This Homemade Pierogi recipe comes from my Grandmother. A tender dough filled with a cheesy potato filling.

These crescent shaped-dumplings are just like Babcia used to make using ingredients that are probably already in the pantry. Serve them hot with a dollop of sour cream for a savory side or main dish!

Serve them hot with a dollop of sour cream for a savory side or main dish!

homemade pierogi on a plate with onion and sour cream

Perfect Homemade Pierogi

  • This recipe comes from my Polish grandma and is one I made next to her many times.
  • The ingredients are pantry ingredients you likely have on hand.
  • These can be served as a side dish or a main dish.
  • Comfort food from the Old World, perogies come out perfectly every time.
  • They freeze beautifully and cook right from frozen.
close up of cooked Homemade Pierogies in a pan

What Are Pierogi?

Pronounced ‘puh-row-gee’ this dish has multiple spellings, including pierogie, perogie, or perogy. Any way you spell it, pierogi (which is actually plural but we do still call them pierogies) is one of Poland’s greatest dishes and an eastern European favorite. Simply made by filling a flour-based dough with a variety of sweet or savory fillings like blueberries, cottage cheese, or even sauerkraut. They are boiled in water until they float and then pan-fried until golden brown.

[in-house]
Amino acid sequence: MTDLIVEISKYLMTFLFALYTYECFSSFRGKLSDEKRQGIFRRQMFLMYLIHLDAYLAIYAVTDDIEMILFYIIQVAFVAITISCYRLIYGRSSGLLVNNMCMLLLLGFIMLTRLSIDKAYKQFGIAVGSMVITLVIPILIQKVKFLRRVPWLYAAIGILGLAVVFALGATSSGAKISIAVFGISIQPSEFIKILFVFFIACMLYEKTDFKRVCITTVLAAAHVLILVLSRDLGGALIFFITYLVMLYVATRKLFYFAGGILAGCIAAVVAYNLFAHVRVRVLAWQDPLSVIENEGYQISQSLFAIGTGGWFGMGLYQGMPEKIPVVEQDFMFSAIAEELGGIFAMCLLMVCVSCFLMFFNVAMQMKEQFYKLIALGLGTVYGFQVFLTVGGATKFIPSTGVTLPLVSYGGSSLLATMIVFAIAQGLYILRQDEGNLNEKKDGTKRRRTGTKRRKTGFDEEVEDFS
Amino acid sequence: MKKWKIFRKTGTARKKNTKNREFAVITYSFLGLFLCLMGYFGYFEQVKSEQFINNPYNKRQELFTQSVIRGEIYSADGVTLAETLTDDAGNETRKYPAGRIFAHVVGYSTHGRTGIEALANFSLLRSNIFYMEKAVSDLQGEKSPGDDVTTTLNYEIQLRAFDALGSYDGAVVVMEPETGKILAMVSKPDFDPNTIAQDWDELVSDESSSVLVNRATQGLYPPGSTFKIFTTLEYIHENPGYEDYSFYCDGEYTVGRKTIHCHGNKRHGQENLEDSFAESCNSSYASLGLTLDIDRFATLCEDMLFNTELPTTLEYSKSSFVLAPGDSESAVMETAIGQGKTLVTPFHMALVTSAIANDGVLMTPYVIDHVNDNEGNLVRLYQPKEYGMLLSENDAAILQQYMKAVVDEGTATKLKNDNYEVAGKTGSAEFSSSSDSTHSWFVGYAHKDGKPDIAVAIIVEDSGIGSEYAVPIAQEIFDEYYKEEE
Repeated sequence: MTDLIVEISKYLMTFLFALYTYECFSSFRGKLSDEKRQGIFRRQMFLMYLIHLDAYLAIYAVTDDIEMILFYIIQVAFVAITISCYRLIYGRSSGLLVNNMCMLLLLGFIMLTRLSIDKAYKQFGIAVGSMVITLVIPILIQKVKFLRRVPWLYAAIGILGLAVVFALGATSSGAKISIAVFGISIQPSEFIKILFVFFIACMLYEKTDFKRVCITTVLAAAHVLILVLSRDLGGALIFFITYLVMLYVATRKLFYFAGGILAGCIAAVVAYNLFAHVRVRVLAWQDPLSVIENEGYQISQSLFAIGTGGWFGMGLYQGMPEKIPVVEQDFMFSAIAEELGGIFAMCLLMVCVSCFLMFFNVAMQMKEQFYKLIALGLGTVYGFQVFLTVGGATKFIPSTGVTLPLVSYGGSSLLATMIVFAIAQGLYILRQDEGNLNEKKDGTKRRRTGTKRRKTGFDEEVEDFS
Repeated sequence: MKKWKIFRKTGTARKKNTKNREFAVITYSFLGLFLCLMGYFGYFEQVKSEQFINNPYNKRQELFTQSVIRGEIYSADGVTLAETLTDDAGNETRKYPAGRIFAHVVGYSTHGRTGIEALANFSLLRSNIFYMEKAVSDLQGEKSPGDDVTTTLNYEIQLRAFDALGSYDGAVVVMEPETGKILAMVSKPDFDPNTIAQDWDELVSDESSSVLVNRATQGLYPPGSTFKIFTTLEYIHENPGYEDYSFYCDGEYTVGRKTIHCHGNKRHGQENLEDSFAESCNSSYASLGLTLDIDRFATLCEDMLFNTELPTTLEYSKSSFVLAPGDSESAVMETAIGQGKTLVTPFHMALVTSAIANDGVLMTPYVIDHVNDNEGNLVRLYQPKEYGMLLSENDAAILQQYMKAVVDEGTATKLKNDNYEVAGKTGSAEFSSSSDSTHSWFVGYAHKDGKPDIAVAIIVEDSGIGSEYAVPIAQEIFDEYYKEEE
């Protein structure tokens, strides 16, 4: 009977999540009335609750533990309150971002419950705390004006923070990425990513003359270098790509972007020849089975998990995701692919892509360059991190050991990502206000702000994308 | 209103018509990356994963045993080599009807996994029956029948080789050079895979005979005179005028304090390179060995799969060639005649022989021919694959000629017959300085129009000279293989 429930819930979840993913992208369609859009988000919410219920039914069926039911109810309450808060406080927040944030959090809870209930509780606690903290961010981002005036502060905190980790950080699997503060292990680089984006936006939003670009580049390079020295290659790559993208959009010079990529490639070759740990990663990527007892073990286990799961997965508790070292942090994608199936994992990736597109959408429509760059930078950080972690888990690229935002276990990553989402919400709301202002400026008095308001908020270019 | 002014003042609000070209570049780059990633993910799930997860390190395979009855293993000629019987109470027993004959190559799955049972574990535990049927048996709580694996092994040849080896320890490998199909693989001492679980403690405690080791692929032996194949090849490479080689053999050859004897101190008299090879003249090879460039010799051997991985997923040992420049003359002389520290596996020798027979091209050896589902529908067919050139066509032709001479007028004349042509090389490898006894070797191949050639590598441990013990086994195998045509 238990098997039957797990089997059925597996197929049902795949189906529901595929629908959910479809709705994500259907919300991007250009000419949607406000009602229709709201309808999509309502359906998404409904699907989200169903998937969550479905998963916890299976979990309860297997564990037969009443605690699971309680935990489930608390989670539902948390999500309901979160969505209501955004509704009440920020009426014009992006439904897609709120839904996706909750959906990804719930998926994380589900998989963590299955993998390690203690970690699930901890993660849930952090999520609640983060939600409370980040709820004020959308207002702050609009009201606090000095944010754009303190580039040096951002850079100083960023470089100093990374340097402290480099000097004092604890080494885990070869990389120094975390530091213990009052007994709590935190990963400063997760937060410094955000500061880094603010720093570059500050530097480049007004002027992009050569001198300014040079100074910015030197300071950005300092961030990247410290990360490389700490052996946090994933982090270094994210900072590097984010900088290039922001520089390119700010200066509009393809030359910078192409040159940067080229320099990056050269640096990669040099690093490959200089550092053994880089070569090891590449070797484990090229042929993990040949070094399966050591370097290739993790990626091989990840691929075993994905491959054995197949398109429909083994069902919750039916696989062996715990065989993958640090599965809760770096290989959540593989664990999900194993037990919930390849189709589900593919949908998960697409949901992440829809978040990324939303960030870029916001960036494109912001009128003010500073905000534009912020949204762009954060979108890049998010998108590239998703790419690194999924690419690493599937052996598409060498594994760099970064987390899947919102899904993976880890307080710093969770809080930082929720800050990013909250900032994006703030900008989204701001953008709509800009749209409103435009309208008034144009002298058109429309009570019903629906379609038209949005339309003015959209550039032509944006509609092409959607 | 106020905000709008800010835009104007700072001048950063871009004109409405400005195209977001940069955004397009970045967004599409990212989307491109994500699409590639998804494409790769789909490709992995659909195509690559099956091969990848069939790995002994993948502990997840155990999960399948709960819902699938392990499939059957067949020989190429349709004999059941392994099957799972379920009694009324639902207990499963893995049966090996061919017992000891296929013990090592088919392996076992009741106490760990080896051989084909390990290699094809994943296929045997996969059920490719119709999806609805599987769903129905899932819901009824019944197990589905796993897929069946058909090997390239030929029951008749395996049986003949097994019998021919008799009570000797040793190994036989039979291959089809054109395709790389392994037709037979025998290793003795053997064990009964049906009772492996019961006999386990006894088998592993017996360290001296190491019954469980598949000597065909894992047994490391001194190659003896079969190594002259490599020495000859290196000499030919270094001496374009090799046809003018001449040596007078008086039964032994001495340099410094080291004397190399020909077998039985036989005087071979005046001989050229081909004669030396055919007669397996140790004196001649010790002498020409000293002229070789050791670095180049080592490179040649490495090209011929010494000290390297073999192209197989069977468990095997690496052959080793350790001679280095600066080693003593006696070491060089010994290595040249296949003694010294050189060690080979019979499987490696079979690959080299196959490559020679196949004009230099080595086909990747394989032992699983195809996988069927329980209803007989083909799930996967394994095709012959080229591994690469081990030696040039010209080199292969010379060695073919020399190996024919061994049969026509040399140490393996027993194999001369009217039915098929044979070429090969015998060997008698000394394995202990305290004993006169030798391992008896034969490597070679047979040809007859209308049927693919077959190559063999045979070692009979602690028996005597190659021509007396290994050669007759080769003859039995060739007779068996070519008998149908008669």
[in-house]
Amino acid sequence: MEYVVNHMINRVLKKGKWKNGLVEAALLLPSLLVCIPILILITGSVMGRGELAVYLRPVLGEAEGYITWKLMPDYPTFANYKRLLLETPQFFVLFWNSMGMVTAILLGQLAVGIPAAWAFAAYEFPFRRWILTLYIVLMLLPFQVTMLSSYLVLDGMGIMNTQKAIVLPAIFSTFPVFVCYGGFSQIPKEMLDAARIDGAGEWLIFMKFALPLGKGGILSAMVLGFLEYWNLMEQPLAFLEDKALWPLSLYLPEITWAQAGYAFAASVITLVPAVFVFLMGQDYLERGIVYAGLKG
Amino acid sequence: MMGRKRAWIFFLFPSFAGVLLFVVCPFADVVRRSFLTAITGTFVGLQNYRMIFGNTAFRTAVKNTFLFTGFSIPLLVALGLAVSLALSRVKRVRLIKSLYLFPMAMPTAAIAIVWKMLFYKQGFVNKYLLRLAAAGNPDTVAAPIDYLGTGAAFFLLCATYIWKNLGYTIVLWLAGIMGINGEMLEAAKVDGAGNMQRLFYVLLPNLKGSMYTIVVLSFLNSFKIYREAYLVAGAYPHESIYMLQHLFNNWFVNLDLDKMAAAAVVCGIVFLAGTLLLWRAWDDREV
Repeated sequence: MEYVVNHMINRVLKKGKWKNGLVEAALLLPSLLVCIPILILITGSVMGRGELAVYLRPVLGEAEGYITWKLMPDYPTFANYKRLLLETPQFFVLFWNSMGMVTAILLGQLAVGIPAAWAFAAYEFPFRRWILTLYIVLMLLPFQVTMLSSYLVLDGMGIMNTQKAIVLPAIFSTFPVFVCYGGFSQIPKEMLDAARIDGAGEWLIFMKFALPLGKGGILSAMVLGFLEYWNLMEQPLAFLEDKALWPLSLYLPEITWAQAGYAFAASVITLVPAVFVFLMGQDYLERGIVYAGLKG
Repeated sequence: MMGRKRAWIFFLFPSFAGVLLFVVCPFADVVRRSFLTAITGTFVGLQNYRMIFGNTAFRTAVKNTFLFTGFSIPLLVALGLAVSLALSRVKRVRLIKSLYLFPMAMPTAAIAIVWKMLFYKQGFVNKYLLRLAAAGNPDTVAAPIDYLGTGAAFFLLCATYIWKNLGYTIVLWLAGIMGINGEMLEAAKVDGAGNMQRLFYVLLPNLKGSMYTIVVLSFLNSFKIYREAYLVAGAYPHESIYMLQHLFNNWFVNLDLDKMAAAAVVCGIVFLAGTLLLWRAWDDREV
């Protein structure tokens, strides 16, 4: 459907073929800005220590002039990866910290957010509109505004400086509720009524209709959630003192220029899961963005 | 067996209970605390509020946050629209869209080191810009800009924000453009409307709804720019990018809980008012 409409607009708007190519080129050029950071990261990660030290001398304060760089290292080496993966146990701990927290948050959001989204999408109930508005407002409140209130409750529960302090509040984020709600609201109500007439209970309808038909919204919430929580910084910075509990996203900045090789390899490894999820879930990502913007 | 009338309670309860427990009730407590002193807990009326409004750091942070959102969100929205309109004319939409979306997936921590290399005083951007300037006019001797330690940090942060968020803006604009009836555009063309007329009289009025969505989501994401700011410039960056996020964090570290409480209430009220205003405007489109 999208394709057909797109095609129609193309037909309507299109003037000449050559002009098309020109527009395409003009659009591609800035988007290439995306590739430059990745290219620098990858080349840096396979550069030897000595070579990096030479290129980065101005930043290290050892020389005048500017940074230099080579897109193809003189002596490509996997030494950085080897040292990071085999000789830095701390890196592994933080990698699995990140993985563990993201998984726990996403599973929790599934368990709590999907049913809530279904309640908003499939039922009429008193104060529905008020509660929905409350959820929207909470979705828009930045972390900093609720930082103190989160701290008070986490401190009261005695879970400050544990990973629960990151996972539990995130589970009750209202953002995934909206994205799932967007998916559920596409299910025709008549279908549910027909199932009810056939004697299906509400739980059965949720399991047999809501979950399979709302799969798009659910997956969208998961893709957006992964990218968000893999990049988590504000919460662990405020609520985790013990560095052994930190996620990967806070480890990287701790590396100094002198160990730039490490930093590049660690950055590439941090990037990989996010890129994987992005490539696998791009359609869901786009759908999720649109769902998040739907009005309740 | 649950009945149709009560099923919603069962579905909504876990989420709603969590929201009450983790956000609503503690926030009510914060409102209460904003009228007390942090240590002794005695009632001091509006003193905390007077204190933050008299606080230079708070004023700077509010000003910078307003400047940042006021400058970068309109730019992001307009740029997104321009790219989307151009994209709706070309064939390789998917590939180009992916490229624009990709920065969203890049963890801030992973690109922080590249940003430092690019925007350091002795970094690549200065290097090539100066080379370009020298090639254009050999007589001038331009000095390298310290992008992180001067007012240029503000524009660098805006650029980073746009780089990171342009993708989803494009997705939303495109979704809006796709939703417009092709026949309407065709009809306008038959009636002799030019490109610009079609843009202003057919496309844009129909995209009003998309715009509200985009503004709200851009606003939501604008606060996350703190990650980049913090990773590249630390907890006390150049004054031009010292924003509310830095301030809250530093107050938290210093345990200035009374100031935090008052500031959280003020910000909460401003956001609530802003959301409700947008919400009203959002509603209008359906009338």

This recipe is for basic potato and cheese perogies (pierogi ruskie) and is often served with sour cream, caramelized onions, and butter.

ingredients to make homemade pierogi including salt, pepper, oil, cheese, potatoes, onion, flour, butter, & eggs

Ingredients

DOUGH: Pierogie dough is different from pasta because it’s softer and less dense, and will remain soft even after cooking.

In order to get the right consistency, I do not recommend substitutions in the dough. While some recipes contain sour cream, this recipe is made without.

FILLING: These traditional pierogi are filled with a very smooth mixture of potatoes and cheddar cheese with a little bit of finely diced sautéed onions.

  • Potatoes – The filling is mashed, so choose a starchy potato such as russet or baking potatoes for this recipe, just as we use for mashed potatoes.
  • Cheese – Finely shredded cheddar is added to the potatoes; it’s best to shred the cheese yourself from a block.
  • Seasonings – White onion is very finely diced and cooked in butter (be sure not to brown). My grandma always used white pepper to maintain the creamy color, but you can use black pepper if it’s all you have.